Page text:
Wilson is a happy and active five-month-old boy who often pulls at his mother in order to get her attention. He lives with his parents and grandparents in Eastern Kenya. They are subsistence farmers and have no cash income. Wilson was diagnosed with spina bifida at birth. Spina bifida is a condition in which the spinal cord does not close all the way, causing cerebrospinal fluid to emerge in a pouch-like fashion from the back along the spine. If left untreated, this condition will put Wilson at risk for serious infection and hydrocephalus, and potentially prevent him from learning to walk. Surgery has been recommended. Our medical partner, African Mission Healthcare Foundation, is requesting $1,097 to fund Wilson's surgery. He is scheduled for treatment on October 19 at our medical partner's care center, BethanyKids Kijabe Hospital. After treatment, he will be able to grow and develop normally. “I would wish to see my son well and thriving,” Wilson's mother says.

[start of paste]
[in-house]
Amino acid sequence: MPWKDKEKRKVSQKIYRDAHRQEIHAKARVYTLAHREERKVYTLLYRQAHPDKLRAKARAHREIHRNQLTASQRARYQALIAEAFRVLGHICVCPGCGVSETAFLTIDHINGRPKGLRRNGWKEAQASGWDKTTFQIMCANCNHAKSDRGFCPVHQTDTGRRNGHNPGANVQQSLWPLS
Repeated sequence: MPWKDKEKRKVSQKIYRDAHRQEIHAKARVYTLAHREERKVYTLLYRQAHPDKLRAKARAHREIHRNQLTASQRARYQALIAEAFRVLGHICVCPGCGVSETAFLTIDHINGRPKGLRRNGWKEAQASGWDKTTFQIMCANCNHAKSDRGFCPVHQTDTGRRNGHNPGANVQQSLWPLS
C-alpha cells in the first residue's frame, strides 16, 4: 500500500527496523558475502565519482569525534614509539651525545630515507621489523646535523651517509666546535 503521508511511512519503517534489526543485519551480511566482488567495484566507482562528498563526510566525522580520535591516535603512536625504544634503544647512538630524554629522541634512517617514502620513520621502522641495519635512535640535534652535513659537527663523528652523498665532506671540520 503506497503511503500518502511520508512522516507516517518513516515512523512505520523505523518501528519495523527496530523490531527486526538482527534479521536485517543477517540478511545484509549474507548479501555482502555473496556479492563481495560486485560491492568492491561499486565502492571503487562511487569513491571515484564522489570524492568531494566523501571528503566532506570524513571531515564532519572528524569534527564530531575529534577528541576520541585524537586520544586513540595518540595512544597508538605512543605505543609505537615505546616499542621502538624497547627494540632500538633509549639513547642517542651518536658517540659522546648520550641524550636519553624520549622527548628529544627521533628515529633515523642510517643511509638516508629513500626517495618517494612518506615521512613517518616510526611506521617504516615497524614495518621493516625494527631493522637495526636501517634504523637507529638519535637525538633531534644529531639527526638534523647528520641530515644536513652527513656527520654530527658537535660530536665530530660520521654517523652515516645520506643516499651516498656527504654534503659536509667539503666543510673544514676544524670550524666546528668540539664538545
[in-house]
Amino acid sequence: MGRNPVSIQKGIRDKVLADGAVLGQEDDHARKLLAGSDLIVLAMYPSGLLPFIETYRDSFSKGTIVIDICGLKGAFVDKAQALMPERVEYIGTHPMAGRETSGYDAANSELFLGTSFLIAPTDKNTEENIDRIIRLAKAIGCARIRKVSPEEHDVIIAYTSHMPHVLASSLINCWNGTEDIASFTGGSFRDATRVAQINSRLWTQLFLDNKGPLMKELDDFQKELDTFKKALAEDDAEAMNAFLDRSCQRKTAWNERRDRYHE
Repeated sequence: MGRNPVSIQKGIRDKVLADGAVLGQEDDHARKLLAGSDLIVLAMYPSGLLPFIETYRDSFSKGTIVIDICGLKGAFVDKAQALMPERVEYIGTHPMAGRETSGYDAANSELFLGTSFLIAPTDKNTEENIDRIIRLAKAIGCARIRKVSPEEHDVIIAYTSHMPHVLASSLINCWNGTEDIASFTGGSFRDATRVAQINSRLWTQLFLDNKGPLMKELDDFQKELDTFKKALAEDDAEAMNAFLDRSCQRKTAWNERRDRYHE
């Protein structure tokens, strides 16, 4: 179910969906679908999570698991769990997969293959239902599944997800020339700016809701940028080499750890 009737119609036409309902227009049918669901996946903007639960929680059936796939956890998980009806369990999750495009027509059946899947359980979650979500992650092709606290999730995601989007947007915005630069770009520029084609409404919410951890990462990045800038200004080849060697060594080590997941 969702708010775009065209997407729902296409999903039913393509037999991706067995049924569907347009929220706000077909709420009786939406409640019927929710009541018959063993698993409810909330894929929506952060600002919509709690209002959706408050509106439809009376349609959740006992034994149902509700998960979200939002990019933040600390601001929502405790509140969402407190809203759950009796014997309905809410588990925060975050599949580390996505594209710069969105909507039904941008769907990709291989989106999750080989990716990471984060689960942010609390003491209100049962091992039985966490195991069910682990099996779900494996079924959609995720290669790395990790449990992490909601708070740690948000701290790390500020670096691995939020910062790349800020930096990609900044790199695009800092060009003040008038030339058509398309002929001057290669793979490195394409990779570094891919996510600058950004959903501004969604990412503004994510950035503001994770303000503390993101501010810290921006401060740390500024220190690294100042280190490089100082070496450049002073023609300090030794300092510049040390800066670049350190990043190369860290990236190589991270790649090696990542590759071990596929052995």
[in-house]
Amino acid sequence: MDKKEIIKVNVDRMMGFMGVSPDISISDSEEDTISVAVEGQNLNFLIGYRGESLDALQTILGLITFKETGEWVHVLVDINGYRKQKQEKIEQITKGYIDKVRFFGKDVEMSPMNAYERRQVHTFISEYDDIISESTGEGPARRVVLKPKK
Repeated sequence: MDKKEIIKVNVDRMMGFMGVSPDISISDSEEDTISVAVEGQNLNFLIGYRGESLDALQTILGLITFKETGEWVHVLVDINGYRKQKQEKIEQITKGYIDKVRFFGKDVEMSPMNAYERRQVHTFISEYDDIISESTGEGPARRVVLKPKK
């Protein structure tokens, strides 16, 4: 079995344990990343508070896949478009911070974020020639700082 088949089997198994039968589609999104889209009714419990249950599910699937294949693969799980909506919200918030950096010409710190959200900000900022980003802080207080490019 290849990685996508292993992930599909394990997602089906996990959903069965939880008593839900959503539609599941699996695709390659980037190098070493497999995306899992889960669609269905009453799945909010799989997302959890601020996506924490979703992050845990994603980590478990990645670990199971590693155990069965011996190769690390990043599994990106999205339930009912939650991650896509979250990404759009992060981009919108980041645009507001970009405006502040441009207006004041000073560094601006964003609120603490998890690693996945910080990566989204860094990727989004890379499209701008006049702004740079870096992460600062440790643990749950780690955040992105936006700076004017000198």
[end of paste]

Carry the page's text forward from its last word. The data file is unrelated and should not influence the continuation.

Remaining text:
Tin (BB), a 14-month-old girl from Burma, was born with a large teratoma, a tumor, protruding from her groin area. The teratoma is about half her body size. Tin (BB) already had one surgery for her teratoma. However, for her last follow up, the doctor did an ultrasound and found an abnormal mass in her big intestine. At first, the doctor said the tumor was big and too dangerous to operate. However, the doctor injected the tumor, reducing its size. On October 5, Tin (BB) will undergo surgery to remove the tumor. Our medical partner, Burma Children Medical Fund, requests $1,500 to help fund the treatment. Tin (BB)'s mother says, "I am worried for my daughter and I hope that the surgery will be successful and she will grow up well like other children."
Two-year-old Tabitha lives with her mother and grandparents in Haiti. She enjoys playing with the other children in her neighborhood and helping her family cook their meals. Tabitha was born with a cardiac condition called complete atrioventricular canal defect. With this condition, a large hole exists between all four chambers of her heart, allowing blood to mix freely between them. This prevents Tabitha's body from receiving enough oxygen and leaves her sick and weak. Complete atrioventricular canal defects are especially common in children like Tabitha who have Down syndrome. Watsi's medical partner, Haiti Cardiac Alliance, requests $1,343 to pay for Tabitha to travel to the Cayman Islands for treatment. Tabitha's trip is currently scheduled for August 9. "My family is very excited for Tabitha to be able to play and be active without getting tired!" shares her mother. Let's help make that happen!